Animal or Plant Protein Diet Aids Metabolism in Type 2 Diabetes

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Isocaloric diets high in animal or plant protein allow similar improvements of metabolism and cardiovascular risk factors in T2DM patients.
Isocaloric diets high in animal or plant protein allow similar improvements of metabolism and cardiovascular risk factors in T2DM patients.

(HealthDay News) — For patients with type 2 diabetes mellitus (T2DM), isocaloric diets high in animal protein (AP) or plant protein (PP) are associated with similar improvements in metabolism and cardiovascular risk factors, according to a study published online in Diabetes, Obesity and Metabolism.

Stephanie Sucher, from the German Institute of Human Nutrition Potsdam-Rehbruecke in Nuthetal, and colleagues compared diets differing in amino acid composition in 44 patients with T2DM. Isocaloric diets containing 30% of energy as AP or PP, combined with 30% fat and 40% carbohydrates, were compared in a randomized parallel group study.

The researchers observed significant decreases in uric acid in both groups, but significantly more in AP versus PP. There were significant improvements in hemoglobin A1c, diastolic blood pressure, and fasting non-esterified fatty acids in PP but not AP. There were significant improvements in AP but not PP for insulin sensitivity, C-reactive protein, and fasting glucose. In both groups, total and low-density lipoprotein cholesterol decreased significantly, and there was a decrease from baseline in urinary albumin excretion rate in microalbuminuric subjects.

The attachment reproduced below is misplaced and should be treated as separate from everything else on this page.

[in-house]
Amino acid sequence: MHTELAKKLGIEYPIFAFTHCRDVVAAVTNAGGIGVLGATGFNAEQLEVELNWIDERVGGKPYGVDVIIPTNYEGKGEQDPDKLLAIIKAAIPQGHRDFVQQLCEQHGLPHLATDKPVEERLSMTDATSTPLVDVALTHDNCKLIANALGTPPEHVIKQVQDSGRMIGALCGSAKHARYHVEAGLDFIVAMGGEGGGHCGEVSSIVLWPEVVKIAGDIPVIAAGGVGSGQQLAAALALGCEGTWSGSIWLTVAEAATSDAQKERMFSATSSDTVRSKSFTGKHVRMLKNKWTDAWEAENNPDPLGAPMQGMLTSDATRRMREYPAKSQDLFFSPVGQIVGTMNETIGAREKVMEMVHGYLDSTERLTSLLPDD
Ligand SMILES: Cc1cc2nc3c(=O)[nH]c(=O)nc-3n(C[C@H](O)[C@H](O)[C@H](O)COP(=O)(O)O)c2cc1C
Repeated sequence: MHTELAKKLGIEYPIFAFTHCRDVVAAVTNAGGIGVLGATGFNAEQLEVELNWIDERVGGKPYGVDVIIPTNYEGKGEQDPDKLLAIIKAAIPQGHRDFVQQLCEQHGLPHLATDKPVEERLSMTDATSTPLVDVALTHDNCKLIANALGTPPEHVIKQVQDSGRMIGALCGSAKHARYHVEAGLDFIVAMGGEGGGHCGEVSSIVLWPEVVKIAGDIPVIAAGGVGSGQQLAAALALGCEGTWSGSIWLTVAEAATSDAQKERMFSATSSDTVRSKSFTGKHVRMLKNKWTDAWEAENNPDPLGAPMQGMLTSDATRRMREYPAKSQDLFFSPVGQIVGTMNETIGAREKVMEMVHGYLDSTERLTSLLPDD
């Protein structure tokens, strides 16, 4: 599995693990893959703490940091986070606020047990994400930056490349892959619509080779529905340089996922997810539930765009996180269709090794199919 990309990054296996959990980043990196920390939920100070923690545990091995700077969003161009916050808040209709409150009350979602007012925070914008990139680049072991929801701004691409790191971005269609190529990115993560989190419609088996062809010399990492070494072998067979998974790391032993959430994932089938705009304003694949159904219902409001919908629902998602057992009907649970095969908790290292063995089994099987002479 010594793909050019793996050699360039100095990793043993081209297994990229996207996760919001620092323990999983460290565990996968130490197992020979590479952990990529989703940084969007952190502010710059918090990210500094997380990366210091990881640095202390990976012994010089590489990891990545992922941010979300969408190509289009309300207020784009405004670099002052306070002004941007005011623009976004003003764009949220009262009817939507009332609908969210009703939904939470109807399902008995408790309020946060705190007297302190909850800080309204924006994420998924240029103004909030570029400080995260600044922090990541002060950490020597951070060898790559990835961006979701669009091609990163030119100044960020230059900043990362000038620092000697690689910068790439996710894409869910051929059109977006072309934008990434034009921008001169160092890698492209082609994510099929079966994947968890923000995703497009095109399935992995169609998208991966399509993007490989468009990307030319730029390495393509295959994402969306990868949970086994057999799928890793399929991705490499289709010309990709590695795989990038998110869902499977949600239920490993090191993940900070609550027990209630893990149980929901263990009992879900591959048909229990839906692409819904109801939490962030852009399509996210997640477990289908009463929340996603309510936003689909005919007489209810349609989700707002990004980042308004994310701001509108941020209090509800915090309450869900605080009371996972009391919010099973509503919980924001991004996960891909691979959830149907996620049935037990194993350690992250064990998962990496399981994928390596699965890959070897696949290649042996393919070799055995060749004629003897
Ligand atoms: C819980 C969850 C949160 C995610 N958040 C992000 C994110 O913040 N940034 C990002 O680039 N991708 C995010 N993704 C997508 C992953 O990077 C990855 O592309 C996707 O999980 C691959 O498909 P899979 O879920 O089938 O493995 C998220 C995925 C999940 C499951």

"Isocaloric diets high in animal or plant protein allow similar improvements of metabolism and cardiovascular risk factors in T2DM patients indicating that the differences in amino acid composition do not affect the metabolic responses to the interventions," the authors write.

Reference

  1. Sucher S, Markova M, Hornemann S, et al. A comparison of the effects of diets high in animal or plant protein on metabolic and cardiovascular markers in type 2 diabetes - a randomized clinical trial. Diabetes Obes Metab. 9 February 2017. doi: 10.1111/dom.12901

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